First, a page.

Time:10:30am–6:30pm (Last admission at 6:30pm)
Location:chi K11 art space, 4/F, K11 Art Mall, 2A No. 1 Expo Road, Heping District, Shenyang
Artists:Northern Road Art Union, Northern Art Group, Dokuyama Bontaro, Geng Yini, Hai Bo, He Xiangyu, Hu Qingtai, Hu Xiaoyuan, Jin Dongxuan (Icebreaking Society) , Li Dafang, Liu Chuanhong & Na Yingyu, Liu Lihong, Liu Renjie, Liu Xiaodong, Lu Chunsheng, Park Chan-kyong, Qin Qi, Shi Qing, Theatre 44, Song Yuanyuan, Sun Yuan & Peng Yu, Sun Xun, Wang Bing, Wang Tuo, Wang Xingwei, Wang Zeyin, Yang Yuanyuan, Art Education Group, Zhang Enli, Zhang Hui, Zhao Liang, Zhuo Kailuo & Han Tao, Violet Oil Painting Research Association
Curator:Lu Mingjun
City Projects Curator:Zhang Hanlu

In China’s history, Northeast China has played a crucial role in regional politics, sometimes extending its influence beyond Northeast Asia to greater East Asia and the entire continent, and is closely tied to the balance and stability of the global geopolitical structure. In the contemporary art system today, the northeast is widely acknowledged for establishing a range of highly distinctive and notably controversial styles of painting and regional practices.

Assembling is composed of two parts: an exhibition in K11’s main exhibition hall and a city projects programme. The main exhibition is divided into five sections: ‘No Matter How Busy He Is, Brother-in-Law Won’t Forget You…’, ‘Former Lovers Have All Grown Old’, ‘Not Sure How Long You’ve Been Away, or Where You’re Going’, ‘If Seeing Is Not an Option’ and ‘Some Actions, Which Haven’t Been Defined yet in the Revolution’, named after the works by five participating artists. Each of the five sections subtly evokes a distinctive set of emotions and voices. As these emotions and voices are channeled and made to clash, an exhibition framework is established. The result is an assembly site that connects and interweaves a diverse range of discourses, spanning regional culture, personal narratives, social change, geopolitics, and self-organisation.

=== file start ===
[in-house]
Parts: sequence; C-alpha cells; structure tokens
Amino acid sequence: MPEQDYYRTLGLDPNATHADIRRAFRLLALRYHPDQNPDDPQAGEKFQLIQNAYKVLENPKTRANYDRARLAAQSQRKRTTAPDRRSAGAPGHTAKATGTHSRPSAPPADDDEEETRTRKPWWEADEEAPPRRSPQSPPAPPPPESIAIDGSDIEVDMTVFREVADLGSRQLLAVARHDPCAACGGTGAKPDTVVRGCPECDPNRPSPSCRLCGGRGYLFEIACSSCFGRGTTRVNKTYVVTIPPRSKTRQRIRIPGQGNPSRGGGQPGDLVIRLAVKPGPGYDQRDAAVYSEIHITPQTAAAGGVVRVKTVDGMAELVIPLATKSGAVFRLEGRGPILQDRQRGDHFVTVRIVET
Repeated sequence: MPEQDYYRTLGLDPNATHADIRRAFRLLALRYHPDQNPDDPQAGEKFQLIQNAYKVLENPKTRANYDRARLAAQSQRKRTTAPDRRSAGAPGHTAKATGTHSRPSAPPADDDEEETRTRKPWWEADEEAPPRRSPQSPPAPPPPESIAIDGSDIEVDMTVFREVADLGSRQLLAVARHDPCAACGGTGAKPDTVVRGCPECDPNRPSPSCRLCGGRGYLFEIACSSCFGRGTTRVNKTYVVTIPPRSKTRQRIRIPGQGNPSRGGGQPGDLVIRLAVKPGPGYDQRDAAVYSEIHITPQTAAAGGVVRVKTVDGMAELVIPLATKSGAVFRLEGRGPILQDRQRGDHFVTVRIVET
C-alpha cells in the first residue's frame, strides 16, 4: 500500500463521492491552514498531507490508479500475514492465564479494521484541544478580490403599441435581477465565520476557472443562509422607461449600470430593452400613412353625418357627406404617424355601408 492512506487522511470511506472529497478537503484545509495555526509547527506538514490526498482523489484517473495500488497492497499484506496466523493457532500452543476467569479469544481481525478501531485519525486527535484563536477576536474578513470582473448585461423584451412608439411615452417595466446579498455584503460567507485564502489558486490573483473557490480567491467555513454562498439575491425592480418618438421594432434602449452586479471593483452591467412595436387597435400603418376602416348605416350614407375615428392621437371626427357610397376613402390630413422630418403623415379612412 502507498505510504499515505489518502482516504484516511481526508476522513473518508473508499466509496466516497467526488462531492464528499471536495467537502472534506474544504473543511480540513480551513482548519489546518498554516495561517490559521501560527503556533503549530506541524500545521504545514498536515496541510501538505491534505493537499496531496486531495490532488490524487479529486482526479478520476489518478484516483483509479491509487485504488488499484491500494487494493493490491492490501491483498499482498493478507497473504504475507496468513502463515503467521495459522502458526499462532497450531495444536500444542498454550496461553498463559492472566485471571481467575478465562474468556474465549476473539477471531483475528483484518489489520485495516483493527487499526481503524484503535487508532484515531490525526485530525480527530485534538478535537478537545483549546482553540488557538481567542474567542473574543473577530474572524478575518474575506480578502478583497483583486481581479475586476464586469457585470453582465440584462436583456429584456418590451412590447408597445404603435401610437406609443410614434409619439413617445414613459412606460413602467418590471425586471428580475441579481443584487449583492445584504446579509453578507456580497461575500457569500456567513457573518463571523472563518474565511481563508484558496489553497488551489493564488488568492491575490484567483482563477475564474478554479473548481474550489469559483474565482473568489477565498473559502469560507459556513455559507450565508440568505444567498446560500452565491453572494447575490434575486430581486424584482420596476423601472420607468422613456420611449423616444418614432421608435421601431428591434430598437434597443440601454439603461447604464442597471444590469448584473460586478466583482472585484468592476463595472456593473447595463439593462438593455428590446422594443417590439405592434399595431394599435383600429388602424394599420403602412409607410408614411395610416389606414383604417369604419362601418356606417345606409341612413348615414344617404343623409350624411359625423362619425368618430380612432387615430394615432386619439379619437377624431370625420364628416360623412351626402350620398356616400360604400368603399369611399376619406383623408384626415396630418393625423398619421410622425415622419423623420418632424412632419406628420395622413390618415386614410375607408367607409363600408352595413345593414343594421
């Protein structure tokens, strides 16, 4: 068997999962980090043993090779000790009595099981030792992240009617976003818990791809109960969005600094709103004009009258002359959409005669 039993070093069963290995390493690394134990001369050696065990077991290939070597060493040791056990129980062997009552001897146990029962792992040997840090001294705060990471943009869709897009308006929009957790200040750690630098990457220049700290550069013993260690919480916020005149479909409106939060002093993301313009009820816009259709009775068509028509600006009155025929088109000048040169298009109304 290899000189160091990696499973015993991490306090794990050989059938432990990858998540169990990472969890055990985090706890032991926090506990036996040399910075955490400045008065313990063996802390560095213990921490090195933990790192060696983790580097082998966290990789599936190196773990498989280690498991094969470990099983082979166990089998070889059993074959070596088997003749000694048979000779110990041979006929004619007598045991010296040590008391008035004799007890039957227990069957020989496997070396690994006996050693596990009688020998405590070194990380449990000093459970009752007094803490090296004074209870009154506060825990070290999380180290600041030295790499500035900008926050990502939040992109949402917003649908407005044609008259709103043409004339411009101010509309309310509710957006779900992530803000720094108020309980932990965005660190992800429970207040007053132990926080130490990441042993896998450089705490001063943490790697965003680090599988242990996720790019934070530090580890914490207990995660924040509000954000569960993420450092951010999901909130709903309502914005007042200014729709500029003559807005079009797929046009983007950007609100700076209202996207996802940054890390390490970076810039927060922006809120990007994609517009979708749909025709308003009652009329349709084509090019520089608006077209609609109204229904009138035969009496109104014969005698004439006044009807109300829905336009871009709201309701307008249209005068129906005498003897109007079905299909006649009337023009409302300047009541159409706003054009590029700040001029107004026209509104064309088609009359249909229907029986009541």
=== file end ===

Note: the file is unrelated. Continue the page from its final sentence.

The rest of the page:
This provisional assembly is not our goal, nor is it the end. Assembling is a way of continuous mobilisation with its own logic. Philosophers Michael Hardt and Antonio Negri’s theory provides helpful footnotes to our conceptualisation; we can perhaps see this assembly as a mode of ‘biopolitical production’. The fruits of ‘biopolitical production’ are immaterial products (including artworks), such as signs, images, information, and knowledge; only through these products (or artworks) can we grasp the subjectivity of their makers (or artists) and their forms of life. While marking a new beginning, this exhibition also makes an essential statement. We hope that this kind of provisional assembly and local experimentation will become the new normal in the future. No longer immured, these local movements will transform into a regional cultural practice with a global impact.